Hounds were screaming, and the huntsman was cooking. A cattle guard loomed ahead—a coop to the left and a gate to the right. The huntsman veered left.
"Melvin," someone yelled, "the gate’s on the right!"
"Melvin just kept kicking on, right over the coop," recalled Joe Conner, shaking his head and grinning in wonder.
Conner, who has whipped-in to Melvin for years at Bath County (VA), didn’t resurrect that story out of a distant past. It had happened only weeks before Melvin Poe’s ninetieth birthday celebration.
A month or so earlier, I had recognized the same notes of awe and wonder as I stood chatting with Brian Smith, my farrier, about Melvin’s upcoming ninetieth birthday.
Leica was a remarkable horse whose career took her from incorrigible youngster with a vicious buck to an impressive third-place finish at age twenty-four in the grueling MFHA Centennial Field Hunter Championship. She was still hunting and showing at age twenty-seven, when she had to be humanely euthanized as the result of a pasture injury.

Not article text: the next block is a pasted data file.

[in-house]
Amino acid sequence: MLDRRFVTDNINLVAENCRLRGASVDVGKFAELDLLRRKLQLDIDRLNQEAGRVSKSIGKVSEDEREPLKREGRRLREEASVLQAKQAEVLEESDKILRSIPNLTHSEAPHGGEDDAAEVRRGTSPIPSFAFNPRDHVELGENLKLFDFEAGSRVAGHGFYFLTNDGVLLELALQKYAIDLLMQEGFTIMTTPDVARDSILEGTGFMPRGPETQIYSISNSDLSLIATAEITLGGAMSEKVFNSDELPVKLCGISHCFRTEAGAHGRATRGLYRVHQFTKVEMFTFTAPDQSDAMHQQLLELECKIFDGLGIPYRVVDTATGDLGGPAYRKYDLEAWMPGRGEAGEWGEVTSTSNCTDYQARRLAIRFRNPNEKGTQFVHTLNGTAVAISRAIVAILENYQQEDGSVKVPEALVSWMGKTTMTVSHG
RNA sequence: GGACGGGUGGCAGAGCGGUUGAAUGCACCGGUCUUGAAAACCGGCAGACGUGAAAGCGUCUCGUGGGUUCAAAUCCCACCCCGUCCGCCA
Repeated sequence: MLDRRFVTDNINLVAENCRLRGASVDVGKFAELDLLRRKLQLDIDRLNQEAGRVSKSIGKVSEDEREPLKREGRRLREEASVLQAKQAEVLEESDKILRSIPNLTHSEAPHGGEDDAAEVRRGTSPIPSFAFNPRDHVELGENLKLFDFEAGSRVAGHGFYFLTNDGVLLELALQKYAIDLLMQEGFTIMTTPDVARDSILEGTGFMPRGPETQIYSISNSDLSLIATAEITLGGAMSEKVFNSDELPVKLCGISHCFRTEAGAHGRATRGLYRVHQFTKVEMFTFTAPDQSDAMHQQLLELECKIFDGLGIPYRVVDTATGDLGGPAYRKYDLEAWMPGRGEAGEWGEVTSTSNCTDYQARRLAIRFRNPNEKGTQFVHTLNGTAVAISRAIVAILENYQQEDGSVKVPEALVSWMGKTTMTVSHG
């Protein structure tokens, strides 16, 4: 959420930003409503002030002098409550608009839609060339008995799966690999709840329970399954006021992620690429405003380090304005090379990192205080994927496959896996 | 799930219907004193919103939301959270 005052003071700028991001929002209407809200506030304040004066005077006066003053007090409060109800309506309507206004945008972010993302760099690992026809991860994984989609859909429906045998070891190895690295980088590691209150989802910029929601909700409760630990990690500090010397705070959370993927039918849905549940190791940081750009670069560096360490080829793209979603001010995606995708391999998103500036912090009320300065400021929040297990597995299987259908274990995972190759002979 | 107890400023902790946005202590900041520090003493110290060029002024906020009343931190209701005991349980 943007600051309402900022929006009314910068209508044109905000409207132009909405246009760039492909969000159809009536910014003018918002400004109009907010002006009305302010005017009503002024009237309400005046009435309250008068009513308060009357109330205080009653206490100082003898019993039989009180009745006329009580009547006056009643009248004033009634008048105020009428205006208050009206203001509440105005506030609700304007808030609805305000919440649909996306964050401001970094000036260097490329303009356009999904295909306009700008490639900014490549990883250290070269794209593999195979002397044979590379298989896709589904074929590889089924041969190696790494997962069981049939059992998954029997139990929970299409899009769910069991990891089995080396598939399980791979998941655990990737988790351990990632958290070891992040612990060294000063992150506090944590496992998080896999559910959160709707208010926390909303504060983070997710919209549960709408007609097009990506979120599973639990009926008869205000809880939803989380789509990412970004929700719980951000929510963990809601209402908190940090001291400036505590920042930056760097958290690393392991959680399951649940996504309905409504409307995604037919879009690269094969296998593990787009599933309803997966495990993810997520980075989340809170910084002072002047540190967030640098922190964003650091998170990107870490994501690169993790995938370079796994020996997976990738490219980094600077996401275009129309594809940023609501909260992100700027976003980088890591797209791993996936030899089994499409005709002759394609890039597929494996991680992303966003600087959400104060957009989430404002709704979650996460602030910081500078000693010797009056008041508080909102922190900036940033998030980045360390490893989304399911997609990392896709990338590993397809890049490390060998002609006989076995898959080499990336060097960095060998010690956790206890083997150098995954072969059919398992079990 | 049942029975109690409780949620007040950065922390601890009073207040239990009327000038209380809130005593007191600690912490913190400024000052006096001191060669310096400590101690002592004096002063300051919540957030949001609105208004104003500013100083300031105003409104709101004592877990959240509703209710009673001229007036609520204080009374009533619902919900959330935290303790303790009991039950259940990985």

With her bloodlines and dazzling good looks, Leica was primed to be an outstanding dressage horse. An imported bay with touches of white, she was registered Hanoverian (by Lindberg, out of St. Pr. Kari) who was also entered in the main stud book of the RPSI (Rheinland Pfalz Saar International) and Holsteiner registries.
But after abuse from trainers who pushed her too far too fast, Leica had other ideas, says owner Julie Whitlock McKee of Grantville, Georgia. McKee acquired the hard-headed mare at age four after the trainers gave up on her. The pair did not get off to an auspicious start, with Leica rearing the first time McKee threw a leg over her. Rearing and bucking would become a regular occurrence.
Poplar Grange is the happy outcome of a potential problem: loss of hunting country to the Piedmont Fox Hounds and unwanted development next to Zohar Ben-Dov’s Kinross Farm.
In 2007 Ben-Dov learned belatedly that more than a hundred acres to his north had been sold almost as it came on the market, and, most worrisome, to a developer.